Chair of Cell and Developmental Biology (Zoology I)

    morriswood lab

    We study the eukaryotic cytoskeleton and motor proteins

    Research synopsis

    The eukaryotic cytoskeleton is composed of three main types of filaments:

    microfilaments (actin)


    intermediate filaments

    These filaments can be stable or dynamic, and are responsible not only for maintaining cell architecture but also for a plethora of cellular functions that interface with the membrane trafficking and signal transduction networks amongst others. Motor proteins use the filaments as tracks for the transport of intracellular cargo, be it multiprotein complexes or vesicles.

    Trypanosomatids are a particularly interesting system for the study of the cytoskeleton for a number of reasons.

    Firstly, as the causative agents of several neglected tropical diseases (sleeping sickness, Chagas disease, Leishmaniasis) there is a need for new therapeutic strategies, and the cytoskeleton is essential to the viability of the cells. Study of the ways in which the cytoskeleton performs its many cellular functions will both add to biological knowledge and illuminate areas for possible drug development.

    Secondly, as descendants of an early-branching eukaryote they are likely to exhibit both conserved and novel features in their cytoskeleton (for instance, there are no intermediate filament proteins encoded in their genomes), making them an important reference in evolutionary cell biology studies, and a source of cytoskeletal diversity.

    Thirdly, like many parasites, they boast a streamlined cellular physiology, making them ideal model systems for a number of fundamental questions in eukaryotic biology.


    Recent research publications

    Morriswood B, Engstler M. Let's get fISSical: fast in silico synchronization

    as a new tool for cell division cycle analysis. (2017) Parasitology. Feb 7:1-14.

    Cicova Z, Dejung M, Skalicky T, Eisenhuth N, Hanselmann S, Morriswood B, Figueiredo LM, Butter F, Janzen CJ. (2016) Two flagellar BAR domain proteins in Trypanosoma brucei with stage-specific regulation. Sci Rep. 6:35826.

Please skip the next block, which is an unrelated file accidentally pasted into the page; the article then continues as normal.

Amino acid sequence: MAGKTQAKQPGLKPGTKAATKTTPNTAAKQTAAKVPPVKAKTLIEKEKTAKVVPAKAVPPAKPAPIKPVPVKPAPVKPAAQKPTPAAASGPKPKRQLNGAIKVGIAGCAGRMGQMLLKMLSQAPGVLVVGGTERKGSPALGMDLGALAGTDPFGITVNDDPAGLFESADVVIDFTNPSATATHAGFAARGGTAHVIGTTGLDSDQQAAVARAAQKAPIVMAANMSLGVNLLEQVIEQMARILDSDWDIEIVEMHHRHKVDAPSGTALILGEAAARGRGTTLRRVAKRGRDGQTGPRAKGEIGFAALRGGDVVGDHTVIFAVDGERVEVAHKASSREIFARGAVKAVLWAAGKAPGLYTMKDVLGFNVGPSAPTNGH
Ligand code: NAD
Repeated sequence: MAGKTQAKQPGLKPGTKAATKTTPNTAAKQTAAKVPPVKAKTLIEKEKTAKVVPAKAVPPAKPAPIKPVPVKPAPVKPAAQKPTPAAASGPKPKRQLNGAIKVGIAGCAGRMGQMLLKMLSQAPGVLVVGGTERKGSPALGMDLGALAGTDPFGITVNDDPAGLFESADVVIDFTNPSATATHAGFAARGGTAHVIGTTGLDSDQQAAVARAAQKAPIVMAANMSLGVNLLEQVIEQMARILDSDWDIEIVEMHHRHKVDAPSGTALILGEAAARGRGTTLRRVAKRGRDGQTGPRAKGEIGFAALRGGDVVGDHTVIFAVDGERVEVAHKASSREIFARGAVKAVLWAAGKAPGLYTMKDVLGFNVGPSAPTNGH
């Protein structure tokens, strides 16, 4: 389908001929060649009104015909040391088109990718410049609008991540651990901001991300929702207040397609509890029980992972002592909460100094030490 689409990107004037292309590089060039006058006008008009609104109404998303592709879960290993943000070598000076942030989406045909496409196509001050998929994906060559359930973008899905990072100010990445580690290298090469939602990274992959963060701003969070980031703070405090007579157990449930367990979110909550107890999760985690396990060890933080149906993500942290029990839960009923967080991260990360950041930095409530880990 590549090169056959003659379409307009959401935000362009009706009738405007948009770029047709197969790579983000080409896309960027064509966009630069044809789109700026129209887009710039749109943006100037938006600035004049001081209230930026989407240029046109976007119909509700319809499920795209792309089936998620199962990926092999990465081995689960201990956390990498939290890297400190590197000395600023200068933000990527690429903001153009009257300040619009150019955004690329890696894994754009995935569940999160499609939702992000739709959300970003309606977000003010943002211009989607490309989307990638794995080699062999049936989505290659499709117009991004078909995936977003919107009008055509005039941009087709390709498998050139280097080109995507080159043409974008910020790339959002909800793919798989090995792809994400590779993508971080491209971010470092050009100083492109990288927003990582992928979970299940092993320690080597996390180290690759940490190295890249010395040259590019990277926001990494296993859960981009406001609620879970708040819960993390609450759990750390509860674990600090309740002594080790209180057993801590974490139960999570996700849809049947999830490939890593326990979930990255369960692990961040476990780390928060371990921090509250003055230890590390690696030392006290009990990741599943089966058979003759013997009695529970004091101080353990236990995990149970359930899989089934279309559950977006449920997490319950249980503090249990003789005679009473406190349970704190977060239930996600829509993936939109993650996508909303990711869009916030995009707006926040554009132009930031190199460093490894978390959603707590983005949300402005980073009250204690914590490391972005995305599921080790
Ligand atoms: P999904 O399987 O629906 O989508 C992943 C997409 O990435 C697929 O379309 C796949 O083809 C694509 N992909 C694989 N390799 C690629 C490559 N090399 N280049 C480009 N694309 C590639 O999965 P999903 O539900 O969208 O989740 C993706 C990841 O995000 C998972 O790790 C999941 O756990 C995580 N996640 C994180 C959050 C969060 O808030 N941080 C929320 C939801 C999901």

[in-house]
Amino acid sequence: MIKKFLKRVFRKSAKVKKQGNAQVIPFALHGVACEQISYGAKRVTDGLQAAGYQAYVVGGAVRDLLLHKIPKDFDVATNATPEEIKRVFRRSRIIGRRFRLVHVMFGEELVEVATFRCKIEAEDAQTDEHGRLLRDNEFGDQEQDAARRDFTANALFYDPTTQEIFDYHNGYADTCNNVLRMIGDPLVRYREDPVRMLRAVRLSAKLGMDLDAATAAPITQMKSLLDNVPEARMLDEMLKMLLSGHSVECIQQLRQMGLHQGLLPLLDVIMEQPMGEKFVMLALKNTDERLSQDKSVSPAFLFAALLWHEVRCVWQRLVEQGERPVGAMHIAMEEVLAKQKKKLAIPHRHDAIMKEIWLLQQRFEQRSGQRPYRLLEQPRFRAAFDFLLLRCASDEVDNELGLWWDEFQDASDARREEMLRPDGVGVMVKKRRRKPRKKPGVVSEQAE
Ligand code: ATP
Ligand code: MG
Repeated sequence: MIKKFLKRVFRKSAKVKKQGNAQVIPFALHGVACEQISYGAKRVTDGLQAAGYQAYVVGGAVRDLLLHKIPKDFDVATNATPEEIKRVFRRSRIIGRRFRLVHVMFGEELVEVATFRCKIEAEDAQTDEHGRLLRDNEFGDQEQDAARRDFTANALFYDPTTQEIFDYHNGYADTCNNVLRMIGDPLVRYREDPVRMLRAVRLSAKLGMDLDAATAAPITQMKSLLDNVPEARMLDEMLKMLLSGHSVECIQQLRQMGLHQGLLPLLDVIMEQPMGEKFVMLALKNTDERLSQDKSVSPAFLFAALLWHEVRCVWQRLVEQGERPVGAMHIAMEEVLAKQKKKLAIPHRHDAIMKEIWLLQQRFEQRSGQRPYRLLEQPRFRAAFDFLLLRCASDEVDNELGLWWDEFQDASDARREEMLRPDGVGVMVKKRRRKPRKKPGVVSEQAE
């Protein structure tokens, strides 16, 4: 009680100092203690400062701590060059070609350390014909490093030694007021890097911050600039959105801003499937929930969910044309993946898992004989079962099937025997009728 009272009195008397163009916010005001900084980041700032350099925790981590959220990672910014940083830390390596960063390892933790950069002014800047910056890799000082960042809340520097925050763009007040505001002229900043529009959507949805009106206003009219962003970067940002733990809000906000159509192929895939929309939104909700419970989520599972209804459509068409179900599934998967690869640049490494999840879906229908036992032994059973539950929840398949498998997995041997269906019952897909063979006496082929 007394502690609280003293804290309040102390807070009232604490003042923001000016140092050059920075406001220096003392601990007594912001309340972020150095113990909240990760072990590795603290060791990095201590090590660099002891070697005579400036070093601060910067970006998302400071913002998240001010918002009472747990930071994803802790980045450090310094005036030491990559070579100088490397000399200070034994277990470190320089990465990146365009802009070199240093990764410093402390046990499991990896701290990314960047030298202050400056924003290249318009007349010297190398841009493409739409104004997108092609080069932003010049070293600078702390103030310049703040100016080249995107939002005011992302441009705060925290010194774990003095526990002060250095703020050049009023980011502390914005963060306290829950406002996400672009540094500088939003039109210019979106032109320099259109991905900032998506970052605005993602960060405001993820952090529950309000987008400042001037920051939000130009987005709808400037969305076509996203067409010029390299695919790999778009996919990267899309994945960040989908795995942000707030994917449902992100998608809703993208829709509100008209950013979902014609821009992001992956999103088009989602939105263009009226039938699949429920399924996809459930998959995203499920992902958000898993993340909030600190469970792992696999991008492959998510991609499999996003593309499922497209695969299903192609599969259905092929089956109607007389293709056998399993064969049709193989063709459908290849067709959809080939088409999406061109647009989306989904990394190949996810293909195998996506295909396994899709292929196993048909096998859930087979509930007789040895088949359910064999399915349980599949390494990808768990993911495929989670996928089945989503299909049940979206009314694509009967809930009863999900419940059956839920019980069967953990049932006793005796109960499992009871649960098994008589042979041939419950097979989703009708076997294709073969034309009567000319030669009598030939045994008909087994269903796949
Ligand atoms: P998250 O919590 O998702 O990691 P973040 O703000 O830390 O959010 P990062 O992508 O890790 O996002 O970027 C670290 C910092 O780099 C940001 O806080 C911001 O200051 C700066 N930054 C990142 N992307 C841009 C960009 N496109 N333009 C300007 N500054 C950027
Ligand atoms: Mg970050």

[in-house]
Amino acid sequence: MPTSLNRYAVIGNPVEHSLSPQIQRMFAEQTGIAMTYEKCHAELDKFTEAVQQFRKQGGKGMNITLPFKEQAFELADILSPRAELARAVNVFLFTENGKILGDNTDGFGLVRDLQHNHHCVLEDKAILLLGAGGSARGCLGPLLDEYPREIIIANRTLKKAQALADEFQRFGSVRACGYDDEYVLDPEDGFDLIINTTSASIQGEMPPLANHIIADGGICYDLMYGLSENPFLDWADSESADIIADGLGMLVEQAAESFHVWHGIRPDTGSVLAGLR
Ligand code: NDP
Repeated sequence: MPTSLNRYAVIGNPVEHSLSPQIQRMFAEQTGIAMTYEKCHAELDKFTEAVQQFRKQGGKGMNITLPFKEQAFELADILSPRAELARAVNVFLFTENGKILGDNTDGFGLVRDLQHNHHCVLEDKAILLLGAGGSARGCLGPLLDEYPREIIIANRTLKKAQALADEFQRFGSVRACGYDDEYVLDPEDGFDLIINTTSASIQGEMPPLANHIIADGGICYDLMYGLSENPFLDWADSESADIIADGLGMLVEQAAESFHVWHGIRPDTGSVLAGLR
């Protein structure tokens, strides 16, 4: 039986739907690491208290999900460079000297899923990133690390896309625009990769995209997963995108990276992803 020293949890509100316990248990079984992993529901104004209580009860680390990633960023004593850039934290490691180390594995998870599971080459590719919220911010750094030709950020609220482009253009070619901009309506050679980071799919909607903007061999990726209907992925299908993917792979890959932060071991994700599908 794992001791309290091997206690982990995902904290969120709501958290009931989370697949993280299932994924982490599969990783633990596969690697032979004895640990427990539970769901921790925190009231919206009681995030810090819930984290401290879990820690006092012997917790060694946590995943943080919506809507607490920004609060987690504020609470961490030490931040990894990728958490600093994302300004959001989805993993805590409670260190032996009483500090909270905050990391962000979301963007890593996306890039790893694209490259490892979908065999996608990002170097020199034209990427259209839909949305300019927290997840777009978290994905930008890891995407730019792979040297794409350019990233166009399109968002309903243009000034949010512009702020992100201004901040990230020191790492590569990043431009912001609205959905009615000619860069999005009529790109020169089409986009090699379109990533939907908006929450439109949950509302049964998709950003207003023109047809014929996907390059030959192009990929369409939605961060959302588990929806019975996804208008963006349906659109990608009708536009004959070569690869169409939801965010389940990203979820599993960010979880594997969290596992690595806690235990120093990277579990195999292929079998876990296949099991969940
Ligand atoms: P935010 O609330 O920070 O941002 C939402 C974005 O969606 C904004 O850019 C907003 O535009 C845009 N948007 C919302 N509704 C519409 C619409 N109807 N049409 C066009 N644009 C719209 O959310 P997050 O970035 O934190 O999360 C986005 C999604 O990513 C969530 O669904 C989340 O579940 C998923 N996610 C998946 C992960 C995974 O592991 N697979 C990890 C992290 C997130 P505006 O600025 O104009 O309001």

Vidilaseris K, Lesigang J, Morriswood B, Dong G. Assembly mechanism of Trypanosoma brucei BILBO1 at the flagellar pocket collar. (2015) Commun Integr Biol.8(1):e992739.  

    Morriswood B. Form, Fabric, and Function of a Flagellum-Associated Cytoskeletal Structure. (2015) Cells. 4(4):726-47.

    Morriswood B, Schmidt K. A MORN Repeat Protein Facilitates Protein Entry into the Flagellar Pocket of Trypanosoma brucei. (2015) Eukaryot Cell. 14(11):1081-93.

    Vidilaseris K, Shimanovskaya E, Esson HJ, Morriswood B, Dong G. Assembly mechanism of Trypanosoma brucei BILBO1, a multidomain cytoskeletal protein. (2014) J Biol Chem. 289(34):23870-81.

    Vidilaseris K, Morriswood B, Kontaxis G, Dong G. Structure of the TbBILBO1 protein N-terminal domain from Trypanosoma brucei reveals an essential requirement for a conserved surface patch. (2014) J Biol Chem. 289(6):3724-35.  

    Morriswood B, Warren G. Cell biology. Stalemate in the Golgi battle. (2013) Science. 341(6153):1465-6.  

    Morriswood B, Havlicek K, Demmel L, Yavuz S, Sealey-Cardona M, Vidilaseris K, Anrather D, Kostan J, Djinovic-Carugo K, Roux KJ, Warren G. Novel bilobe components in Trypanosoma brucei identified using proximity-dependent biotinylation. (2013) Eukaryot Cell. 12(2):356-67.  

    Esson HJ, Morriswood B, Yavuz S, Vidilaseris K, Dong G, Warren G. Morphology of the trypanosome bilobe, a novel cytoskeletal structure. (2012) Eukaryot Cell. 11(6):761-72.


    The trypanosome cytoskeleton

    The hook complex is a cytoskeleton-associated structure coiled around the flagellar pocket neck.


    Myosin motor proteins

    Trypanosomes have an extremely reduced actomyosin system – but what is its function?



    Brooke Morriswood

    Group leader

    Tim Wuppermann

    Bachelor thesis

    Eva-Maria Spath

    Master's thesis

    Interested? We are always on the lookout for talented Bachelor's and Master's students to join the team. 

    E-mail Brooke (brooke.morriswood@uni-wuerzburg.de) to arrange a chat.


    Alexandra Klein

    When: 2019

    What: Bachelor thesis

    Next: Back to classes!

    Sonia Pérez Cabrera

    When: 2019

    What: Internship exchange

    Next: Back to classes!

    Korbinian Niedermüller

    When: 2018

    What: Bachelor thesis

    Next: Back to classes!

    Kim Setiawan

    When: 2017/2018

    What: Master's thesis

    Next: PhD position in Morschhäuser group, Institute for Molecular Infection Biology, Würzburg.

    Daja Schichler

    When: 2016

    What: Master's thesis

    Next: PhD program, European Molecular Biology Laboratory (EMBL), Cuylen group.